We characterize the polynomial time computable queries as those expressible in relational calculus plus a least fixed point operator and a total ordering on the universe. We also show that even without the ordering one application of fixed point suffices to express any query expressible with several alternations of fixed point and negation. This proves that the fixed point query hierarchy suggested by Chandra and Harel collapses at the first fixed point level. It is also a general result showing that in finite model theory one application of fixed point suffices. Introduction and Summary Query languages for relational databases have received considerable attention. In 1972 Codd showed that two natural languages for queries  one algebraic and the other a version of first order predicate calculus  have identical powers of expressibility, [Cod72]. Query languages which are as expressive as Codd's Relational Calculus are sometimes called complete. This term is misleading however becau...
Low Cost Attacks on Tamper Resistant Devices
, 1997
"... . There has been considerable recent interest in the level of tamper resistance that can be provided by low cost devices such as smartcards. It is known that such devices can be reverse engineered using chip testing equipment, but a state of the art semiconductor laboratory costs millions of dollars ..."
Abstract

Cited by 291 (11 self)
 Add to MetaCart
. There has been considerable recent interest in the level of tamper resistance that can be provided by low cost devices such as smartcards. It is known that such devices can be reverse engineered using chip testing equipment, but a state of the art semiconductor laboratory costs millions of dollars. In this paper, we describe a number of attacks that can be mounted by opponents with much shallower pockets. Three of them involve special (but low cost) equipment: differential fault analysis, chip rewriting, and memory remanence. There are also attacks based on good old fashioned protocol failure which may not require any special equipment at all. We describe and give examples of each of these. Some of our attacks are significant improvements on the state of the art; others are useful cautionary tales. Together, they show that building tamper resistant devices, and using them effectively, is much harder than it looks. 1 Introduction An increasing number of large and important systems, f...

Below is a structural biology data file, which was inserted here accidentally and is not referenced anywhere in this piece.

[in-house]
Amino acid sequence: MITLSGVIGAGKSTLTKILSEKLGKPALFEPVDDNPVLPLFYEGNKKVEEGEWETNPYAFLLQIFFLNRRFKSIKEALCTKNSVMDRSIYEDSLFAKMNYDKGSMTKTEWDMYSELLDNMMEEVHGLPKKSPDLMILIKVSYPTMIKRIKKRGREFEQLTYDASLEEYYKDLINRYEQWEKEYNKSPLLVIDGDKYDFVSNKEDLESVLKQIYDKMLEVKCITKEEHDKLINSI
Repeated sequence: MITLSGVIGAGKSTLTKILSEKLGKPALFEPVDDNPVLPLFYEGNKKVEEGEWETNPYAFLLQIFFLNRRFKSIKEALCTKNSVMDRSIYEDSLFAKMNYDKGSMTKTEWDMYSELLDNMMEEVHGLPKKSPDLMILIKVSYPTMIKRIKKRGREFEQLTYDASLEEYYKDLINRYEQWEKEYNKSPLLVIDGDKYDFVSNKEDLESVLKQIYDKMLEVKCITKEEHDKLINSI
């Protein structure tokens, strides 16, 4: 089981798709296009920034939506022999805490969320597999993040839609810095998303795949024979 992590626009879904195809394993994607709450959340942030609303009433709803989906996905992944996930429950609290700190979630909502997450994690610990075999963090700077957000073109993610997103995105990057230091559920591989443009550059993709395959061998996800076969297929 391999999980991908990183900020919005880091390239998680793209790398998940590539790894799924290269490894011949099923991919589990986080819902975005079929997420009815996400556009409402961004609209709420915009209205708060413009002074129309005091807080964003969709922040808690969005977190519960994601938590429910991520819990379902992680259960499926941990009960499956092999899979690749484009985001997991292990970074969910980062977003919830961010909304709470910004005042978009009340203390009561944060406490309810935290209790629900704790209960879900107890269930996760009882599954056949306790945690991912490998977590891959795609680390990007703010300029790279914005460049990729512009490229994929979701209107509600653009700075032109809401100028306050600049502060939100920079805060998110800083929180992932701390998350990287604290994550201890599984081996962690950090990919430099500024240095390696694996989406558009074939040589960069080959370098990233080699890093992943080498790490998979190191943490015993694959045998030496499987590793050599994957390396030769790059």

SmallBias Probability Spaces: Efficient Constructions and Applications
 SIAM J. Comput
, 1993
"... We show how to efficiently construct a small probability space on n binary random variables such that for every subset, its parity is either zero or one with "almost" equal probability. They are called fflbiased random variables. The number of random bits needed to generate the random var ..."
Abstract

Cited by 289 (15 self)
 Add to MetaCart
We show how to efficiently construct a small probability space on n binary random variables such that for every subset, its parity is either zero or one with "almost" equal probability. They are called fflbiased random variables. The number of random bits needed to generate the random variables is O(log n + log 1 ffl ). Thus, if ffl is polynomially small, then the size of the sample space is also polynomial. Random variables that are fflbiased can be used to construct "almost" kwise independent random variables where ffl is a function of k. These probability spaces have various applications: 1. Derandomization of algorithms: many randomized algorithms that require only k wise independence of their random bits (where k is bounded by O(log n)), can be derandomized by using fflbiased random variables. 2. Reducing the number of random bits required by certain randomized algorithms, e.g., verification of matrix multiplication. 3. Exhaustive testing of combinatorial circui...
Results 1  10
of
2,064